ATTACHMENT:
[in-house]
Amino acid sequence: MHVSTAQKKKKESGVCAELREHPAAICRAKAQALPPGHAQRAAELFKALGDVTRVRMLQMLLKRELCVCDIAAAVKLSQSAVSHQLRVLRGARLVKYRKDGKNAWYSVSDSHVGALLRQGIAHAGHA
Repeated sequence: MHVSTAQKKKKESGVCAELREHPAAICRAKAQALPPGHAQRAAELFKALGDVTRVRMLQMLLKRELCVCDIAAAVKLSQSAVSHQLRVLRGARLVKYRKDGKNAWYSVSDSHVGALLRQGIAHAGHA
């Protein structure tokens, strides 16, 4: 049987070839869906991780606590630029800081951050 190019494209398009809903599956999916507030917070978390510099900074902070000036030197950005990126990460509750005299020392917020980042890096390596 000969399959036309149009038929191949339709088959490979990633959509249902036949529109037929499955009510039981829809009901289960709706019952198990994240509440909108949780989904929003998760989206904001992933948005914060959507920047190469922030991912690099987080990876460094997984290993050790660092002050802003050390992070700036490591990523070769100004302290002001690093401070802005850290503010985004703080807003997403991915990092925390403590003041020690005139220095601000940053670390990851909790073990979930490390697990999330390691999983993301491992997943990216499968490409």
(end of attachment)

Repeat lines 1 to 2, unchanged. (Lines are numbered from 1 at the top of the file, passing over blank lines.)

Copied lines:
[in-house]
Amino acid sequence: MHVSTAQKKKKESGVCAELREHPAAICRAKAQALPPGHAQRAAELFKALGDVTRVRMLQMLLKRELCVCDIAAAVKLSQSAVSHQLRVLRGARLVKYRKDGKNAWYSVSDSHVGALLRQGIAHAGHA